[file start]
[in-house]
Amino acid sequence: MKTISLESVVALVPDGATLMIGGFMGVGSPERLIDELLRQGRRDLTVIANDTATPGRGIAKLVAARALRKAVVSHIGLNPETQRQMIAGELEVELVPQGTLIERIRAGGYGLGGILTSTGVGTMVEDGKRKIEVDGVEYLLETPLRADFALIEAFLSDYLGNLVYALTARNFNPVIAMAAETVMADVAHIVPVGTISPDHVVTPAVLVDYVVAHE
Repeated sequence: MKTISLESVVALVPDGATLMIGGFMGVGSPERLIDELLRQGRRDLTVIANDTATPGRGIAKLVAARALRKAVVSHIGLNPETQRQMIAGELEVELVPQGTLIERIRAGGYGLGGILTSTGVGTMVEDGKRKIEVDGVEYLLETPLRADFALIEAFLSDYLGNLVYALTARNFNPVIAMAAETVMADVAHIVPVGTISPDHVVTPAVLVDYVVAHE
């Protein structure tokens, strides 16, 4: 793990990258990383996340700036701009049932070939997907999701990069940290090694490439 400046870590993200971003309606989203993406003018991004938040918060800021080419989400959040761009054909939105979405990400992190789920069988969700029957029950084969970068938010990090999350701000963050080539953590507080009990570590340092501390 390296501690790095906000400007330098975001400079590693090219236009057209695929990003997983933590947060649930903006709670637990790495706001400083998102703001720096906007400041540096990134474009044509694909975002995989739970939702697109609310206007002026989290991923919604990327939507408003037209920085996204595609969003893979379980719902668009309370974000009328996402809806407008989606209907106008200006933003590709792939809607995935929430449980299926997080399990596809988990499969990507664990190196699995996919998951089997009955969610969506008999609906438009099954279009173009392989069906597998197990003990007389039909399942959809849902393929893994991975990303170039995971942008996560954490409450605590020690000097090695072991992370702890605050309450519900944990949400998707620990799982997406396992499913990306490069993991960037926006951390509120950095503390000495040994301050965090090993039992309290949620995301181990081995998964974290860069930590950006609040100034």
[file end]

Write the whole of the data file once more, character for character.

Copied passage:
[in-house]
Amino acid sequence: MKTISLESVVALVPDGATLMIGGFMGVGSPERLIDELLRQGRRDLTVIANDTATPGRGIAKLVAARALRKAVVSHIGLNPETQRQMIAGELEVELVPQGTLIERIRAGGYGLGGILTSTGVGTMVEDGKRKIEVDGVEYLLETPLRADFALIEAFLSDYLGNLVYALTARNFNPVIAMAAETVMADVAHIVPVGTISPDHVVTPAVLVDYVVAHE
Repeated sequence: MKTISLESVVALVPDGATLMIGGFMGVGSPERLIDELLRQGRRDLTVIANDTATPGRGIAKLVAARALRKAVVSHIGLNPETQRQMIAGELEVELVPQGTLIERIRAGGYGLGGILTSTGVGTMVEDGKRKIEVDGVEYLLETPLRADFALIEAFLSDYLGNLVYALTARNFNPVIAMAAETVMADVAHIVPVGTISPDHVVTPAVLVDYVVAHE
């Protein structure tokens, strides 16, 4: 793990990258990383996340700036701009049932070939997907999701990069940290090694490439 400046870590993200971003309606989203993406003018991004938040918060800021080419989400959040761009054909939105979405990400992190789920069988969700029957029950084969970068938010990090999350701000963050080539953590507080009990570590340092501390 390296501690790095906000400007330098975001400079590693090219236009057209695929990003997983933590947060649930903006709670637990790495706001400083998102703001720096906007400041540096990134474009044509694909975002995989739970939702697109609310206007002026989290991923919604990327939507408003037209920085996204595609969003893979379980719902668009309370974000009328996402809806407008989606209907106008200006933003590709792939809607995935929430449980299926997080399990596809988990499969990507664990190196699995996919998951089997009955969610969506008999609906438009099954279009173009392989069906597998197990003990007389039909399942959809849902393929893994991975990303170039995971942008996560954490409450605590020690000097090695072991992370702890605050309450519900944990949400998707620990799982997406396992499913990306490069993991960037926006951390509120950095503390000495040994301050965090090993039992309290949620995301181990081995998964974290860069930590950006609040100034």